I'm double majoring in Computer Engineering & Computer Science. It's a 6 year degree if you can't take summer classes due to costs or lack of class availability, etc. They advertise 4 years but that is only if you take the maximum credits per semester and take maximum credits during the summer as well. I'm sure others can validate my statement that Engineering & Computer Science courses are extremely heavy on homework and exams. My professors if you give answer as say -6 when it should be 6 you will get NEGATIVE points with comment such as "You could have killed hundreds of people with that missing minus sign." When I started in 2009 my professor gave me that comment and made me check everything and check it again from then on lol.
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23 / M / California
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Posted 6/12/14
What can you do with a communication major?

Talk people out of suicide? That's all I can think of really.
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22 / M
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Posted 6/12/14
Communication majors are just dolled up psychology students.
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28 / M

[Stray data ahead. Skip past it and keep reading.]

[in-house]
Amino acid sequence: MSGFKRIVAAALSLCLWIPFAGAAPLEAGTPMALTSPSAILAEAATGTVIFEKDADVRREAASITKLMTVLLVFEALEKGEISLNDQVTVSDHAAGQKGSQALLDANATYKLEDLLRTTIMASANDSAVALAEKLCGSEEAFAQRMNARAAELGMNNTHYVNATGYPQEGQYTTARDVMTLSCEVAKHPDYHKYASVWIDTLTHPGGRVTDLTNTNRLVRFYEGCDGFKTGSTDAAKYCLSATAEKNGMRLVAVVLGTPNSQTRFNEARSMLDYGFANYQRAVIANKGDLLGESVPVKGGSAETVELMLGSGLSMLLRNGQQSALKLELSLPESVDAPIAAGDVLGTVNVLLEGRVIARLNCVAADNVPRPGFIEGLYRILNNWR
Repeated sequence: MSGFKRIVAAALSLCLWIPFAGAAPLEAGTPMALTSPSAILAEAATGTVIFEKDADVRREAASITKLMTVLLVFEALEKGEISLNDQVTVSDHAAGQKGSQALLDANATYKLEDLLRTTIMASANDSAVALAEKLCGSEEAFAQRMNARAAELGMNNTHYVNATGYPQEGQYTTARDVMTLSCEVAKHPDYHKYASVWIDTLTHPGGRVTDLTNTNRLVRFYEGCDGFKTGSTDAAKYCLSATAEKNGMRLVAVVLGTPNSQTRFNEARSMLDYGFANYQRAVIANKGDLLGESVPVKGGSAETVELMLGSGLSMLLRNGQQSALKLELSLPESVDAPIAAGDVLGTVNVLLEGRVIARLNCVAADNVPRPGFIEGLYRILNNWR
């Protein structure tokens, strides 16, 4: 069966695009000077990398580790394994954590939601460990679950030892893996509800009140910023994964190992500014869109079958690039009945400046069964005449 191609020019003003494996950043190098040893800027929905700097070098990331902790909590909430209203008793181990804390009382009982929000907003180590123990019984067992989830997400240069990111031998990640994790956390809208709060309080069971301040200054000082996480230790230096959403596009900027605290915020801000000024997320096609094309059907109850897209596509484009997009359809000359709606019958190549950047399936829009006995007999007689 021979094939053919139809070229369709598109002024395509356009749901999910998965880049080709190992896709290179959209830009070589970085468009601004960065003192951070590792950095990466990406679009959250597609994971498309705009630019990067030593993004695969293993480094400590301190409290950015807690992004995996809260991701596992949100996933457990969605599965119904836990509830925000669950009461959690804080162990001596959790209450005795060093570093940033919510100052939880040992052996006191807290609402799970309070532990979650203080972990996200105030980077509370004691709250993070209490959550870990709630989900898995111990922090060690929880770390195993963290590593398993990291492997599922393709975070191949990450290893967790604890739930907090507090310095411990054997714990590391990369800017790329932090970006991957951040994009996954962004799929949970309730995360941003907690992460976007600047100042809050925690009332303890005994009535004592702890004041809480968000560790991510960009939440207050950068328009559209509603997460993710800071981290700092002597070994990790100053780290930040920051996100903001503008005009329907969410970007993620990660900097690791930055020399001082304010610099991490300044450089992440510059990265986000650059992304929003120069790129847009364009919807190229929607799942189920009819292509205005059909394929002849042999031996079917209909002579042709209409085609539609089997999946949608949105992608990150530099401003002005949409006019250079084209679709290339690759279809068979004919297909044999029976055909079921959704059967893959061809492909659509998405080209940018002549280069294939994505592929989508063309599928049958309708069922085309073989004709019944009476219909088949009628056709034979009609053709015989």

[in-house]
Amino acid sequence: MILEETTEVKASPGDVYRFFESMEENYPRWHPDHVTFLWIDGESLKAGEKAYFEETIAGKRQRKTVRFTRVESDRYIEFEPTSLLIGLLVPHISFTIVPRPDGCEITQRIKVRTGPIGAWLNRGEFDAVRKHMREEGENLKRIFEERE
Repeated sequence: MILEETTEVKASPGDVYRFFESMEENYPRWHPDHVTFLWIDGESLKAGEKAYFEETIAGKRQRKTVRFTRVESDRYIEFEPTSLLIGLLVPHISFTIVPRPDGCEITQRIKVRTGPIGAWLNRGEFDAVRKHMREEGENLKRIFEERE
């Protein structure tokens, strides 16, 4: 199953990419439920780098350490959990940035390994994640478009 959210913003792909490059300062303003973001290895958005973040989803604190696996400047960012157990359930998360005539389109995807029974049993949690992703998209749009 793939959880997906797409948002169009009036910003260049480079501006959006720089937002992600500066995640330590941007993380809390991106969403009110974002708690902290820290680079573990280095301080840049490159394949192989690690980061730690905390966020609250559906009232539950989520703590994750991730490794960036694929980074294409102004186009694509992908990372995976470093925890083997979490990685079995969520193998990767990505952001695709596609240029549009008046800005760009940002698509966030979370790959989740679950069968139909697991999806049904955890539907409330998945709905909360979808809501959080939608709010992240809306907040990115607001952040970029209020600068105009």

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Posted 6/12/14
Deciding on a major at a young age is an awful ordeal considering that we are essentially asked to try and dictate the direction of our futures before our brains are fully developed. That said, I think some leniency should be afforded to the fickle, and the simplest means of exploring your options is community college. I myself went the community college route and bypassed entrance into a regionally renowned engineering school because I had a subtle change of heart, and my original commitment did not allow for students to go undeclared. I went from a physics major, to journalism, to English in the course of my experiences in community college (where it was proven without a doubt that my mind couldn't take any more calculus).